So, hopefully, now you must have a good idea of how things work around the Nginx Docker container. Let’s get back and see how to mount volume and how to edit files in docker container that’s active and running.
Running Nginx Container with Volume Mounting
Docker allows us to start a container and mount a volume in it all at once, using a single command. Most of it is the same as when we saw how to run the Nginx container without mounting. The only thing that’s changed here is the -v flag. Let’s see the command
sudo docker run -d -p 8003:80 --name nginx-container-mounted -v /html/:/usr/share/nginx/html/ nginx sudo docker container ps
Check the image below for reference.
The only thing new in the above command is -v flag. However, I’ve also used the absolute path this time as shown in the image above. For some reason, it was not letting me mount the volume without it. So just in case, use the complete location of the mounting folder from the root directory.
- “-v /html/:/usr/share/nginx/html/” the -v is for volume mounting. The left side of “:” is the directory on our local machine, and the right side is the location inside the container, where our local directory “/html” is being mounted.
In order to go ahead, we need to discuss what “/usr/share/nginx/html/” is and why did we mount the volume in this location.
It is the location that is created by default when we install Nginx. And inside it, we keep those files that we want to host on the Nginx Webserver. For instance, a static website. Check the Documentation Here.
Since we have mounted a local directory inside the container, whatever we keep/change in it, will reflect inside the “/usr/share/nginx/html/” location. And hence, will be exposed on the Nginx web server.
There is one thing to keep in mind. Nginx web server directly exposes only 2 files extension to the browser. Either an “index.html” or “index.php”. Therefore, we need only to have any of the aforementioned files in the mounted /html directory. That’s exactly why in step 2 earlier, we already created an “index.html” file in our local machine.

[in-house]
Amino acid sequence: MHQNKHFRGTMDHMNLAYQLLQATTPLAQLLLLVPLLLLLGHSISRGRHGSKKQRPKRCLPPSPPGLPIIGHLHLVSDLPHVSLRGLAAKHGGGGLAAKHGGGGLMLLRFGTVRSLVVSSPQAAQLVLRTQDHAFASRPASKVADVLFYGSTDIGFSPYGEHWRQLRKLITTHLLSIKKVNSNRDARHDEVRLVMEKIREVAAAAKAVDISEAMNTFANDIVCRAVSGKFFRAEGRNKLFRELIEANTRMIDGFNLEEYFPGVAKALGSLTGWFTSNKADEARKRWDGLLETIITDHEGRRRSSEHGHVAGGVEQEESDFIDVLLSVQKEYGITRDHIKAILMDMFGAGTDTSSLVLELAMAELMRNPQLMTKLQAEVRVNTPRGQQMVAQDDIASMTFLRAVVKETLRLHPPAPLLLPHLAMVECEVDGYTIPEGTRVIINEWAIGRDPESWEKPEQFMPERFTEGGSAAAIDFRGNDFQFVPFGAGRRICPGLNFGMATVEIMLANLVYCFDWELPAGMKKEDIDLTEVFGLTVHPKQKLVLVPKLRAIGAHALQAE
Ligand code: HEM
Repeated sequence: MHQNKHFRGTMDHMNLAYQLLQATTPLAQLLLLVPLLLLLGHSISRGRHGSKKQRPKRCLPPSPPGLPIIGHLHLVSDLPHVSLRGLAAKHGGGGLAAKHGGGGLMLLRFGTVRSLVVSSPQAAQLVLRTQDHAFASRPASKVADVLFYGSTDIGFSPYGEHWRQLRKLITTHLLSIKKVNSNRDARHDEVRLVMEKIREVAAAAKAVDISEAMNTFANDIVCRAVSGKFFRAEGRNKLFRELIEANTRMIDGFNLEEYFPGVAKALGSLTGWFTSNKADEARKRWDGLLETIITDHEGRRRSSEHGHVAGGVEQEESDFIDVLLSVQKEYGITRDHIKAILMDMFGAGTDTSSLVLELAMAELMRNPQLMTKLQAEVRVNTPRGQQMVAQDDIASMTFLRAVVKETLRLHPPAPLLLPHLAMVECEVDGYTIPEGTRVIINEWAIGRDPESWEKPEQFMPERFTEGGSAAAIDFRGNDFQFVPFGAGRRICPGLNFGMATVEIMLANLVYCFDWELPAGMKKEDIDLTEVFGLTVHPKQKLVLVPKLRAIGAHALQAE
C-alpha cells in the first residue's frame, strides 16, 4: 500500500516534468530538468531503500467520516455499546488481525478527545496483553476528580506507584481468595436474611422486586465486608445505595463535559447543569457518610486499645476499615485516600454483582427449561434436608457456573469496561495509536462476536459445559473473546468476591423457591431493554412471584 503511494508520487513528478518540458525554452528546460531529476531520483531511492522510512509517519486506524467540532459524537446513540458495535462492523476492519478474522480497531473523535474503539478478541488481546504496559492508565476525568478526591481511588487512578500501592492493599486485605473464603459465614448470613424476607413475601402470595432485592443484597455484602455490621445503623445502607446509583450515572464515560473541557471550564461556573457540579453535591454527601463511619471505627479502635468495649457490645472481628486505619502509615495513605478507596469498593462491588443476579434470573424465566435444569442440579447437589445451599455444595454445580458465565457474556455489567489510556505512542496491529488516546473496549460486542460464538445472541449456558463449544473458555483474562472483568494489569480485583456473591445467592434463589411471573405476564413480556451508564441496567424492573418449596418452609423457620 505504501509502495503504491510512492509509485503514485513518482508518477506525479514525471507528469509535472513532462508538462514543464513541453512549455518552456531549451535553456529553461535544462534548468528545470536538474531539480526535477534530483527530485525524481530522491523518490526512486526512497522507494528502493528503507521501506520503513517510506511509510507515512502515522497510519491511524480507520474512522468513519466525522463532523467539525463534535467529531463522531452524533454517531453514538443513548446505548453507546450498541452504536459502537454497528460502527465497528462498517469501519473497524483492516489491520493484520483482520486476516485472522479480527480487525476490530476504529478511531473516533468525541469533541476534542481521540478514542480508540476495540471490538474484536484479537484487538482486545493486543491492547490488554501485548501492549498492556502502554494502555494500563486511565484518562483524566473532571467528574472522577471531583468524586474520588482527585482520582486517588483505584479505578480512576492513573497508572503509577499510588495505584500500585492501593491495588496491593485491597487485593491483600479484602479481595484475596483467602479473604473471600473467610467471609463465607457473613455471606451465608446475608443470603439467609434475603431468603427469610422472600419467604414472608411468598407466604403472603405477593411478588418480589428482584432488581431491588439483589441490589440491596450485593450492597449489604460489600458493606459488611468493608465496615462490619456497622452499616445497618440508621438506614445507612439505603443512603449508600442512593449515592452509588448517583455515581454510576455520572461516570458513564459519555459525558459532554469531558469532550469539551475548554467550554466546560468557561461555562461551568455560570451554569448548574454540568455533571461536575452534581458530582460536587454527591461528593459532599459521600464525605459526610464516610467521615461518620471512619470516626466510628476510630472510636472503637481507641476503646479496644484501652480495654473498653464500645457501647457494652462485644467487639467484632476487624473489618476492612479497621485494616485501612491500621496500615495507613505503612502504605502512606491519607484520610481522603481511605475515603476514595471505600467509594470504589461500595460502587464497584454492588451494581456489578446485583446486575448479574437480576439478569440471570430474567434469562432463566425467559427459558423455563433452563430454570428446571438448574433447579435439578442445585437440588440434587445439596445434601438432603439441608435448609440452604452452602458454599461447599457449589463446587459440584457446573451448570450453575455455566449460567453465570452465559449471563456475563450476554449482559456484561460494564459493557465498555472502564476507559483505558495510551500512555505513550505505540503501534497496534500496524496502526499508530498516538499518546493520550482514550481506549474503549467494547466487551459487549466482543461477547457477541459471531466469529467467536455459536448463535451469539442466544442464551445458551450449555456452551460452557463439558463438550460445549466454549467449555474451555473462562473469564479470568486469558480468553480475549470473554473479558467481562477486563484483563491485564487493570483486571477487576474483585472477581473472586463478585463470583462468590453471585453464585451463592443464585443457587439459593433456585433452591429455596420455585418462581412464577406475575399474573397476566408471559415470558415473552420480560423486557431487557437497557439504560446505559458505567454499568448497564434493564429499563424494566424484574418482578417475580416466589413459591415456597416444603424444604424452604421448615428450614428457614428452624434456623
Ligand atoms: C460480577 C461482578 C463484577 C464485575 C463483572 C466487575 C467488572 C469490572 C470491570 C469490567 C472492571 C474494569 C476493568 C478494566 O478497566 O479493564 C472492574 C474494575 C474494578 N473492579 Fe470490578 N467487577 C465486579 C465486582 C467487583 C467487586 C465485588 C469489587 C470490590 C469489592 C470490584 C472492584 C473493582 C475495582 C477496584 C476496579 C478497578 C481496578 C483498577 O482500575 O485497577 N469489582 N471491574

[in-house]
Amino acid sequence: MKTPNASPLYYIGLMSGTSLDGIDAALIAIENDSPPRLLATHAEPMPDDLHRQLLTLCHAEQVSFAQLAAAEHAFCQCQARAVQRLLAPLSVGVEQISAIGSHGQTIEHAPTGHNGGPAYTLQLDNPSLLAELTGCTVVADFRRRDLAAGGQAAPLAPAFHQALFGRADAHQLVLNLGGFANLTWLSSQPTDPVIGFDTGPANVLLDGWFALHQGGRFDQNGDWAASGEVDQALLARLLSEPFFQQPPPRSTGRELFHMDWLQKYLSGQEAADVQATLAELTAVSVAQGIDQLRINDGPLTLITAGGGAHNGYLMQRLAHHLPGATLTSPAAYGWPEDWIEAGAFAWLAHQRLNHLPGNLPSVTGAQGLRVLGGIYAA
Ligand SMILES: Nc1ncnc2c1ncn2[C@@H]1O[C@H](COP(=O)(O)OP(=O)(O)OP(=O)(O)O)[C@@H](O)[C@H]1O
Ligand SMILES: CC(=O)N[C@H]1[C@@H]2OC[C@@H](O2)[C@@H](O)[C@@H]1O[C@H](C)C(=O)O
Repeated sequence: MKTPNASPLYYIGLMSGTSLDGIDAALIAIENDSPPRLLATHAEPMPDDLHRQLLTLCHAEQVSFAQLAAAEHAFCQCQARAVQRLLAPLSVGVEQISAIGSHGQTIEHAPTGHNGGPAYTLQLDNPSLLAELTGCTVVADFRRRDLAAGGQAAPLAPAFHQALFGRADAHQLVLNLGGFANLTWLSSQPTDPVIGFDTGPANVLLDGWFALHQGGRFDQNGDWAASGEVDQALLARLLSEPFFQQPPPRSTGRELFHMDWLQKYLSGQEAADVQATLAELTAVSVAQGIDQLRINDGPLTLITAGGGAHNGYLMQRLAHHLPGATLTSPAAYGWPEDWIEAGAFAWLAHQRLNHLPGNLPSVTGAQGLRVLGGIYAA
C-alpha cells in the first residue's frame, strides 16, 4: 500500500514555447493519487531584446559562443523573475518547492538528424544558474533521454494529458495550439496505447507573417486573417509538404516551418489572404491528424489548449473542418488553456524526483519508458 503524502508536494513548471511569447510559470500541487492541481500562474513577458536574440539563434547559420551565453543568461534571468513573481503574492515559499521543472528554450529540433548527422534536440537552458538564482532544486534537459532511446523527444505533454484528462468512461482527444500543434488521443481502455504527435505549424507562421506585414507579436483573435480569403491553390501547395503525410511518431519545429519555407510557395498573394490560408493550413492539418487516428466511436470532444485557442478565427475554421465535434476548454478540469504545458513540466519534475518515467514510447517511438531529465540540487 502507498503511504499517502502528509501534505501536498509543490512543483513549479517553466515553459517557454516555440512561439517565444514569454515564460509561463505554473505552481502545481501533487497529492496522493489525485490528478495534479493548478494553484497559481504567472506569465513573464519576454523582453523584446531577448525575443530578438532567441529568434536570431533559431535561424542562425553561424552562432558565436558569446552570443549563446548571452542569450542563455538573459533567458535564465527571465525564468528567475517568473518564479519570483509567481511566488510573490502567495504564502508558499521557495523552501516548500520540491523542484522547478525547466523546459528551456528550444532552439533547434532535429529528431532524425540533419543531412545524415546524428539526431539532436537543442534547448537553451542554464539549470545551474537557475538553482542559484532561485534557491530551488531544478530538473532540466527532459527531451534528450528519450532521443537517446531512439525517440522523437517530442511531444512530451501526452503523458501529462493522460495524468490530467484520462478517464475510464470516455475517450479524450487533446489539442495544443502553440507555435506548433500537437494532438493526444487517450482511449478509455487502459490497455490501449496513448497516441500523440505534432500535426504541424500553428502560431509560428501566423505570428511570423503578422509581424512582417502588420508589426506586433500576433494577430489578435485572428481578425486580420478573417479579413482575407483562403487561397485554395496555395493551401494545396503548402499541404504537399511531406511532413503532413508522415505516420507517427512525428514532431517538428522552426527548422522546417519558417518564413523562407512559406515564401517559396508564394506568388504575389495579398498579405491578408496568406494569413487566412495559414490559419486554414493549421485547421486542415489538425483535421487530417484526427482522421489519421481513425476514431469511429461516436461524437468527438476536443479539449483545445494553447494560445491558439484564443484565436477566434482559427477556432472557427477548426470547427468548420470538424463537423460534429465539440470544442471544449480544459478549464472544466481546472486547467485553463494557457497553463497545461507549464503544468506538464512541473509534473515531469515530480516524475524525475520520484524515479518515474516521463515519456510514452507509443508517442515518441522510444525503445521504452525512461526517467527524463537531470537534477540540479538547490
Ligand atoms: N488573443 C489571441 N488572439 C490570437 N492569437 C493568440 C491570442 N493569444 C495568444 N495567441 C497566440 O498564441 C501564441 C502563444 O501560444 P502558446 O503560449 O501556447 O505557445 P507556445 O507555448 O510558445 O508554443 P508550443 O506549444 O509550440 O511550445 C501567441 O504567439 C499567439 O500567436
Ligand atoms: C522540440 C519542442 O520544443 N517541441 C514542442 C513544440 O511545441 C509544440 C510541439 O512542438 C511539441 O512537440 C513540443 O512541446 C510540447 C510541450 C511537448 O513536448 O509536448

Since we have exposed the Nginx container port to our local port 8003, we can access it on our browser when with this URL: http://localhost:8003
STEP 4: Edit Files Inside Docker Container
Finally, we will now see how to edit files inside docker container while it’s active and running. Simply go to the local directory “html” and then open the “index.html” file in it. And add the following code:
Changing Content Inside a Running Docker Container!
And then change it to something else like:
And that’s it!
Now if you go to the URL http://localhost:8003 in your browser, you will see the index.html webpage loaded. And each time to change the local file, it will reflect on the Nginx web server that’s running inside the docker container.
- We pulled the Nginx official docker image from Docker Hub
- We then created a directory in our local machine which we would be mounted inside the container later on
- Firstly, we started the Nginx docker container without mounting and got familiar with it
- Then we finally started another Nginx container while mounting our local directory inside the container.
- Lastly, we edited the file in our local directory which had mounted in the container. Which was then reflected on the Nginx web server running in its container.